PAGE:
Are you familiar with Datalogix and Acxiom? These companies are the two giants of the personal data industry. It is estimated that this industry generates $300 billion a year by gathering and selling data, including your basic contact information, shopping habits, online behaviors, interests, or employment and earning information.
Your information is gathered by some of the retailers you shop at and some of the websites you use. Organizations that collect and sell your information also include the DMV and the main credit reporting agencies.
In this day and age, there is no way to completely protect your personal information, given that selling and buying data has become a common practice.
Knowing that some companies have detailed records that include your personal data and habits can be alarming, but most data buyers only use this information for marketing purposes.
Your personal information can, for instance, be used to send you pre-screened offers, show you some targeted ads based on your interests, or to determine the kind of products or services you’re likely to find interesting.
Even so, there are a few things you can do to protect your privacy:
1. Ensure the sites that you share information on are properly encrypted. This includes shopping sites, online job applications, and any site that requires you to enter your personal information. The URL should begin with HTTPS and you should see a padlock icon next to it.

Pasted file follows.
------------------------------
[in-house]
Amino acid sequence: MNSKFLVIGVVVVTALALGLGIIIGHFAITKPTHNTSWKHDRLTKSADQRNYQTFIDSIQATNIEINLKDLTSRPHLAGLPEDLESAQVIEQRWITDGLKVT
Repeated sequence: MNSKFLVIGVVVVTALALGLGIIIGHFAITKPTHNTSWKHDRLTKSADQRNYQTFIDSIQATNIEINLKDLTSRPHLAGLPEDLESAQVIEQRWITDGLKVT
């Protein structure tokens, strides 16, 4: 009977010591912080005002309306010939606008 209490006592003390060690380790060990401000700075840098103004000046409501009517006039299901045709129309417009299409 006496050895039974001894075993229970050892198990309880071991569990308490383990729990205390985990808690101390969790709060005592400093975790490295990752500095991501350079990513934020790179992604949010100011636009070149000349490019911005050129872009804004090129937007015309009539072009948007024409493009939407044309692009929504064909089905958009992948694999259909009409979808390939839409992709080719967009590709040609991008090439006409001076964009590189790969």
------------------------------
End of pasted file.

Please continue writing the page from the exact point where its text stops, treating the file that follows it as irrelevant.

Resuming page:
2. Be careful with the websites you visit. Any website owner can collect personal information such as your name, address, phone number, and shopping and browsing habits by using cookies and web beacons. It is best not to visit sites that don’t seem trustworthy.
3. Be aware of the cookies present on your computer and delete them once in a while. Websites can use three types of cookies to track your activities:
* Session cookies, which keep track of what you do during a session and expire once you stop browsing a site. These cookies don’t gather or share your personal information.
* Persistent cookies, which remain on your hard drive in the form of text files and can keep tracking what you do online besides saving your log in information for the next time you visit the website.
* Third-party ad-serving cookies, also known as web bugs, which track everything you do online to show you more relevant ads. These cookies are present in the form of graphic files on a webpage and can be intrusive since they are designed to record all your online activities.
The Federal Trade Commission gives you the possibility to opt out from receiving certain types of pre-screened offers from marketing companies. Visit the official FTC website to learn more about the opt-out programs.
Consider using a web browser like Mozilla Firefox that is designed to protect your privacy by blocking third-party, ad-serving cookies. Always ask yourself if a website or organization really needs the information they want you to provide.
The best strategy for keeping your information private is to use your common sense, avoid revealing too much about yourself online, and never assume that what you do online will remain private.